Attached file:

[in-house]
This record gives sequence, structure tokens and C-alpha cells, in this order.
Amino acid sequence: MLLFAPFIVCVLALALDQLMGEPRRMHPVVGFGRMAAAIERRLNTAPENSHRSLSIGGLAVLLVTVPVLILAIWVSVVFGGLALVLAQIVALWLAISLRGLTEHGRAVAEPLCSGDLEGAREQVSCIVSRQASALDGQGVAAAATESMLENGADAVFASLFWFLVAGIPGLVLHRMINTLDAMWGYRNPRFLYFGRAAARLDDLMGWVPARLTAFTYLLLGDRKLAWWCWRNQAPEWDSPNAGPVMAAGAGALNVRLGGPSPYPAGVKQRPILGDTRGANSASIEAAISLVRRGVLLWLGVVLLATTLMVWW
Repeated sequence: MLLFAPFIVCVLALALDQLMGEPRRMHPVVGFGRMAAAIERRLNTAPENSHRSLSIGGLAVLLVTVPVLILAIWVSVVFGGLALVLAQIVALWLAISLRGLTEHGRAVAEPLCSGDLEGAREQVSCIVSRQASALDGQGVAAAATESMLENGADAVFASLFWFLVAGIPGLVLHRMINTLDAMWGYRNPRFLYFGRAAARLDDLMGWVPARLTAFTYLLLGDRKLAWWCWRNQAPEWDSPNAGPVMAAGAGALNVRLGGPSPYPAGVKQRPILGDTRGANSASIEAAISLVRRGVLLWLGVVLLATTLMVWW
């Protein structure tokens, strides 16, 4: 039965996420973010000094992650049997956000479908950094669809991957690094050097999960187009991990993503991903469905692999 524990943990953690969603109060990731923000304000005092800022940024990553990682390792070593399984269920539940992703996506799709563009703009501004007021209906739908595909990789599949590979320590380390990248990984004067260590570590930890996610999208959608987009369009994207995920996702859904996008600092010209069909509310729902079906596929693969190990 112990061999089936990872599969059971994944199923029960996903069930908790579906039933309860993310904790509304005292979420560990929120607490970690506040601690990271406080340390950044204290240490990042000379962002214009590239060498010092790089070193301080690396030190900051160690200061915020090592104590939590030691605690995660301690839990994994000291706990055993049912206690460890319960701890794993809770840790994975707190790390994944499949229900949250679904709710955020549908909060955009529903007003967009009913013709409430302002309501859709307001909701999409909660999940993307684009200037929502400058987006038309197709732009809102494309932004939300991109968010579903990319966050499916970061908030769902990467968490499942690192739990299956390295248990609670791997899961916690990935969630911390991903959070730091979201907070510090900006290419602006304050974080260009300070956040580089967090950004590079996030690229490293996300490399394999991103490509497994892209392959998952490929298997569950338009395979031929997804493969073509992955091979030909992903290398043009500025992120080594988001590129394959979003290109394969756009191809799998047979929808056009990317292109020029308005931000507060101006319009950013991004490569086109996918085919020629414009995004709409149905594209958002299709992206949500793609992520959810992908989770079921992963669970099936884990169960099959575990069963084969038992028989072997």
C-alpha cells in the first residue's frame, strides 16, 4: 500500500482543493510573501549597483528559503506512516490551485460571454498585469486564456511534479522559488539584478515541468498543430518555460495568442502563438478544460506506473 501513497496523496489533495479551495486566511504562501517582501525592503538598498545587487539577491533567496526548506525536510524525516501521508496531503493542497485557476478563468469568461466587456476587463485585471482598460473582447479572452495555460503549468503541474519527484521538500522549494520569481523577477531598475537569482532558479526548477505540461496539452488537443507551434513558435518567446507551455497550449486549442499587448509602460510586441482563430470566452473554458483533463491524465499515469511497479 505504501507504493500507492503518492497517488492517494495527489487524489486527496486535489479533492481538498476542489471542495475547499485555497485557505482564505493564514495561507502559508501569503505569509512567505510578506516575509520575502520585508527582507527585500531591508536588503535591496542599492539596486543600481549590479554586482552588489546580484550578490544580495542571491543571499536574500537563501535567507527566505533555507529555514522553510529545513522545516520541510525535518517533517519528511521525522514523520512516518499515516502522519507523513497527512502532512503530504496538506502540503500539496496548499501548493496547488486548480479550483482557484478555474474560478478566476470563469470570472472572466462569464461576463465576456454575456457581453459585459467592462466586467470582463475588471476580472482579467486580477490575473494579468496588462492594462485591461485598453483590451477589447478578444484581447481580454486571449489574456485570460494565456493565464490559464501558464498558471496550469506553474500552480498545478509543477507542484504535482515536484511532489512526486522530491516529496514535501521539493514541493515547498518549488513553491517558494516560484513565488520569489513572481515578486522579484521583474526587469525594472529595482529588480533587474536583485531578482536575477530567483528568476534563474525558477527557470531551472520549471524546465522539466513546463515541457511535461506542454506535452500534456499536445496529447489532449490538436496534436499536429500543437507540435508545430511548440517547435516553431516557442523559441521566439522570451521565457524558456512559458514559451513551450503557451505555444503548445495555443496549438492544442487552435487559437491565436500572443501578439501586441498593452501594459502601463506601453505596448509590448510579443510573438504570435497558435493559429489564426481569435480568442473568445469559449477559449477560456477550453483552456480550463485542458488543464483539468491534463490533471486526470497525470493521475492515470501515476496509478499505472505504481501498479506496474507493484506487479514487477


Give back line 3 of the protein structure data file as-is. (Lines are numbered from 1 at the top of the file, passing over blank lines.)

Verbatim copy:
Amino acid sequence: MLLFAPFIVCVLALALDQLMGEPRRMHPVVGFGRMAAAIERRLNTAPENSHRSLSIGGLAVLLVTVPVLILAIWVSVVFGGLALVLAQIVALWLAISLRGLTEHGRAVAEPLCSGDLEGAREQVSCIVSRQASALDGQGVAAAATESMLENGADAVFASLFWFLVAGIPGLVLHRMINTLDAMWGYRNPRFLYFGRAAARLDDLMGWVPARLTAFTYLLLGDRKLAWWCWRNQAPEWDSPNAGPVMAAGAGALNVRLGGPSPYPAGVKQRPILGDTRGANSASIEAAISLVRRGVLLWLGVVLLATTLMVWW